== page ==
Is it time to sell Associated British Food (LSE: ABF), Rolls-Royce (LSE: RR.) or Unilever (LSE: ULVR)?
If you're reading this, you probably own one or more of the following three shares:
Their common feature? They're all blue chips with share prices flirting with all-time highs.
Here are the details compared to the FTSE 100 (UKX).
| ||All-time high||Recent price||Gain required to reach all-time high|
|Ass Brit Food||1,295p||1,294p||<0.1%|
I'm sure long-term shareholders of all three companies will be chuffed with their gains right now. But as always with shares, prices can race ahead of reality and sometimes it can pay to bank your winners while the going is good.
Let's have a quick look at the trio to see if any profits need to be taken:
Associated British Food
The sugar and retail conglomerate has enjoyed a good recession, with sales up 63% and adjusted operating profits up 48% between 2007 and 2011.
Progress during 2012 has been encouraging, too, with strong sugar prices and good sales at Primark helping year-to-date revenues advance 11%. The performance has prompted ABF to expect "substantial growth" in profits for the current year.
Brokers translate this optimism into earnings of 87p per share, up 18% on 2011, which equates to a price-to-earnings (P/E) ratio of 15. In comparison, statistics on Bloomberg indicate ABF's forecast P/E reaching a five-year high of 17.5 during 2007.
Although the ABF's current P/E rating is towards the top end of its range, the firm's upbeat comments suggest to me the share price could be justified.
The aerospace group has performed well during the downturn, with sales up 50% and adjusted earnings per share up 43% between 2007 and 2011.
Progress during 2012 has been positive, too, with further sales of Trent engines helping first-half earnings per share advance 11%. The performance prompted Rolls to expect "good growth" in underlying revenue and profit for the current year.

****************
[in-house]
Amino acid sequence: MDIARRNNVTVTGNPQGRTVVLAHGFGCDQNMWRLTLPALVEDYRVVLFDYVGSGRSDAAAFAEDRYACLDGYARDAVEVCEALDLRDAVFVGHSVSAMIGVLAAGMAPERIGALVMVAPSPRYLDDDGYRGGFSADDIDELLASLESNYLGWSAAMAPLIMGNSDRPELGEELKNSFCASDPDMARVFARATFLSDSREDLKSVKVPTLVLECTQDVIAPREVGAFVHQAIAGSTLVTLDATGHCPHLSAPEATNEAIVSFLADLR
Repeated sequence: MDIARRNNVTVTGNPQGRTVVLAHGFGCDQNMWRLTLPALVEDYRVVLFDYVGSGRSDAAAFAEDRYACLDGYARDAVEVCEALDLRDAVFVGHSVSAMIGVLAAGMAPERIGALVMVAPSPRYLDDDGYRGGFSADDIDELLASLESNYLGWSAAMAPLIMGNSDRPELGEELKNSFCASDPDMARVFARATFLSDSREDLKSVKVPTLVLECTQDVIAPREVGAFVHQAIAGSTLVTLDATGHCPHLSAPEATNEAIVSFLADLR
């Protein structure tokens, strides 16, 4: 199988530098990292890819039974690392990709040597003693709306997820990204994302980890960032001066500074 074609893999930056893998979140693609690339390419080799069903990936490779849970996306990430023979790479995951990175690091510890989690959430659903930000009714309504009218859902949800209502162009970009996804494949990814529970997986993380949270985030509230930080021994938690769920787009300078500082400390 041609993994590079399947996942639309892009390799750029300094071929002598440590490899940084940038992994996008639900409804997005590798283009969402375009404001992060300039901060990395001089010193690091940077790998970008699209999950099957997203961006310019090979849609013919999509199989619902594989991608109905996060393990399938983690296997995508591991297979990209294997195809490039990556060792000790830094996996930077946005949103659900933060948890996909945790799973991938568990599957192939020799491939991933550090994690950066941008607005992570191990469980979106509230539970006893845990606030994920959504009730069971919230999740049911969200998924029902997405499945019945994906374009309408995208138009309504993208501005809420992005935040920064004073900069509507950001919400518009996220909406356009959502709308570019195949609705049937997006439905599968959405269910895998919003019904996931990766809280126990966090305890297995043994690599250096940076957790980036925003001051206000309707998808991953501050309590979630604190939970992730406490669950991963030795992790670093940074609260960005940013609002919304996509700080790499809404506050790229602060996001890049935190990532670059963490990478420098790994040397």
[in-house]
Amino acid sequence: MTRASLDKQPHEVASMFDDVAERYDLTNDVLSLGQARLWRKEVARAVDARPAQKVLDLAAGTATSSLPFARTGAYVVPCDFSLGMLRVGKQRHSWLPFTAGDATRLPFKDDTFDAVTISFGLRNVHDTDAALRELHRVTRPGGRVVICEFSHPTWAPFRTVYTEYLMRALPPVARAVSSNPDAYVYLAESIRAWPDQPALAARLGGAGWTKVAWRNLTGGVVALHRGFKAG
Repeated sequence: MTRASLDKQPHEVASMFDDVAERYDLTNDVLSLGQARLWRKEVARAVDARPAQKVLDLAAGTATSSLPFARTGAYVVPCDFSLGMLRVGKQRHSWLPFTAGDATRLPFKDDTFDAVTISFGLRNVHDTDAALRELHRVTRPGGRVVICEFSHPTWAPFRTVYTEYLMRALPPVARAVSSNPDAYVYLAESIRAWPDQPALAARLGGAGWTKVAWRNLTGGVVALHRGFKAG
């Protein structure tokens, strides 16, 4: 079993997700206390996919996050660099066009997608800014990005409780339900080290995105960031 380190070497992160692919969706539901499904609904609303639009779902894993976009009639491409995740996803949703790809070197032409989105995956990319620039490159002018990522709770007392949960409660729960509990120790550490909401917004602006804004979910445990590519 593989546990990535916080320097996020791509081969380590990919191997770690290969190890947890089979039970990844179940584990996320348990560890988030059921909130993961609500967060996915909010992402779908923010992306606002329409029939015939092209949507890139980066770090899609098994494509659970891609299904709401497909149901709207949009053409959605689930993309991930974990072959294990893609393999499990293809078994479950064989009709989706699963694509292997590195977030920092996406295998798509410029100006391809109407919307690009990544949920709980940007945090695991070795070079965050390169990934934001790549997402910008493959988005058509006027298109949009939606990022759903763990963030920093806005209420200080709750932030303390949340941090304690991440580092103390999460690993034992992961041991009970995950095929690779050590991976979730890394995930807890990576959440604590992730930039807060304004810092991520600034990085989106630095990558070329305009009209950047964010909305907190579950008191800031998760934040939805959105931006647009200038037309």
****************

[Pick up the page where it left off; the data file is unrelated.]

Brokers translate this confidence into earnings of 58p per share, up 19% on 2011, which equates to a P/E of 15. For perspective, statistics on Bloomberg indicate Rolls' forecast P/E reaching a five-year high of almost 16 during 2011.
Similar to ABF, although the Rolls' current P/E rating is towards the top end of its range, the firm's upbeat comments suggest to me the share price could be justified.
The consumer-goods powerhouse continued to progress during the banking crash, with sales up 16% and pre-tax profits up 18% between 2007 and 2011.
This year's efforts have been pleasing, too, with greater sales to emerging markets supporting a 4% profit gain during the first half. The achievement prompted Unilever to expect a "modest improvement" in its core operating margin for the full year.
Brokers translate this confidence into earnings of about €1.56 per share, up 10% on 2011, which equates to a P/E of 19. In comparison, statistics on Bloomberg indicate Unilever's forecast P/E reaching a five-year high of nearly 20 during 2007.
With Unilever's current P/E rating at top end of its range, I'm not 100% convinced the firm's progress this year justifies the share price. If I were a holder, I think I might bank some profits.
More all-time highs
One long-term investor whose shares have also done well of late is Neil Woodford, the head of investments at Invesco Perpetual and one of the smartest blue-chip investors in the City.
In fact, on a dividend re-invested basis over the 15 years to 31 December 2011, Mr Woodford has delivered a return of 347%, versus the FTSE All-Share's distinctly more modest 42% performance.
Helping drive that performance has been a substantial position in British American Tobacco (LSE: BATS), which has been hitting fresh all-time highs throughout 2012.
Mr Woodford's other favourite holdings -- and the investing logic behind them -- are profiled in "8 Large-Cap Income Shares Held By Britain's Super Investor", a special report that is exclusive to The Motley Fool.
This report is free and can be delivered to your inbox in seconds. However, all Fool reports are available for a limited time only.
Baffled by shares? This special report -- "What Every New Investor Needs To Know" -- can start you on the path to investing. What's more, the report is free!
Further Motley Fool investment opportunities:
> Maynard does not own any of the shares mentioned in this article.